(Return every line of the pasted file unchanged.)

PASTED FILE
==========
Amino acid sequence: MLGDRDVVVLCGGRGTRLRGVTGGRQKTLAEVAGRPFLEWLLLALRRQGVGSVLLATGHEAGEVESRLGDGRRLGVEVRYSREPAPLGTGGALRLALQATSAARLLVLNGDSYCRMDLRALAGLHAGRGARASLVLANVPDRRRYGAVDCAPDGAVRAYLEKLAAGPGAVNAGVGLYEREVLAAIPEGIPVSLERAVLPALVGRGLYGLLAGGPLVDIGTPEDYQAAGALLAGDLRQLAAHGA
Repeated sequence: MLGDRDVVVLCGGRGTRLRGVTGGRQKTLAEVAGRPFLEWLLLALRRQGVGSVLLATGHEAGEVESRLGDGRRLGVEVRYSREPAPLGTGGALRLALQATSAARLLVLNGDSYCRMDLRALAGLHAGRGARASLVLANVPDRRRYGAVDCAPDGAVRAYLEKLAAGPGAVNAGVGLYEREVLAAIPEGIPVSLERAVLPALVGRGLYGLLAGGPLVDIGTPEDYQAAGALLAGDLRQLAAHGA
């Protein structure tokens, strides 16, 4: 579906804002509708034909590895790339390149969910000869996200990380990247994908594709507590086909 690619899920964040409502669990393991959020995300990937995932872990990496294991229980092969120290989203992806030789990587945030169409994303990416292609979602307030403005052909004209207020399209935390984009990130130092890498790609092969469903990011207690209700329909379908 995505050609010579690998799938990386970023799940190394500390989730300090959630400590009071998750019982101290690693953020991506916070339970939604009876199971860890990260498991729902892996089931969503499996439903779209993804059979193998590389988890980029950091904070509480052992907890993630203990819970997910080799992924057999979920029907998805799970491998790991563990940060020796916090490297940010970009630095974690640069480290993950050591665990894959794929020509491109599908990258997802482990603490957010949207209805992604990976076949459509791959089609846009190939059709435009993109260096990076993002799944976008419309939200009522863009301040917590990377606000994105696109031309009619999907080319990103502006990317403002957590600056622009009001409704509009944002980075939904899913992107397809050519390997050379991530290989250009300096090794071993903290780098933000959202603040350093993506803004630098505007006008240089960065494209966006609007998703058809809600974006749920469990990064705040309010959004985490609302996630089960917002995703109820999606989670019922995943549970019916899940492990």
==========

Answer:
Amino acid sequence: MLGDRDVVVLCGGRGTRLRGVTGGRQKTLAEVAGRPFLEWLLLALRRQGVGSVLLATGHEAGEVESRLGDGRRLGVEVRYSREPAPLGTGGALRLALQATSAARLLVLNGDSYCRMDLRALAGLHAGRGARASLVLANVPDRRRYGAVDCAPDGAVRAYLEKLAAGPGAVNAGVGLYEREVLAAIPEGIPVSLERAVLPALVGRGLYGLLAGGPLVDIGTPEDYQAAGALLAGDLRQLAAHGA
Repeated sequence: MLGDRDVVVLCGGRGTRLRGVTGGRQKTLAEVAGRPFLEWLLLALRRQGVGSVLLATGHEAGEVESRLGDGRRLGVEVRYSREPAPLGTGGALRLALQATSAARLLVLNGDSYCRMDLRALAGLHAGRGARASLVLANVPDRRRYGAVDCAPDGAVRAYLEKLAAGPGAVNAGVGLYEREVLAAIPEGIPVSLERAVLPALVGRGLYGLLAGGPLVDIGTPEDYQAAGALLAGDLRQLAAHGA
């Protein structure tokens, strides 16, 4: 579906804002509708034909590895790339390149969910000869996200990380990247994908594709507590086909 690619899920964040409502669990393991959020995300990937995932872990990496294991229980092969120290989203992806030789990587945030169409994303990416292609979602307030403005052909004209207020399209935390984009990130130092890498790609092969469903990011207690209700329909379908 995505050609010579690998799938990386970023799940190394500390989730300090959630400590009071998750019982101290690693953020991506916070339970939604009876199971860890990260498991729902892996089931969503499996439903779209993804059979193998590389988890980029950091904070509480052992907890993630203990819970997910080799992924057999979920029907998805799970491998790991563990940060020796916090490297940010970009630095974690640069480290993950050591665990894959794929020509491109599908990258997802482990603490957010949207209805992604990976076949459509791959089609846009190939059709435009993109260096990076993002799944976008419309939200009522863009301040917590990377606000994105696109031309009619999907080319990103502006990317403002957590600056622009009001409704509009944002980075939904899913992107397809050519390997050379991530290989250009300096090794071993903290780098933000959202603040350093993506803004630098505007006008240089960065494209966006609007998703058809809600974006749920469990990064705040309010959004985490609302996630089960917002995703109820999606989670019922995943549970019916899940492990």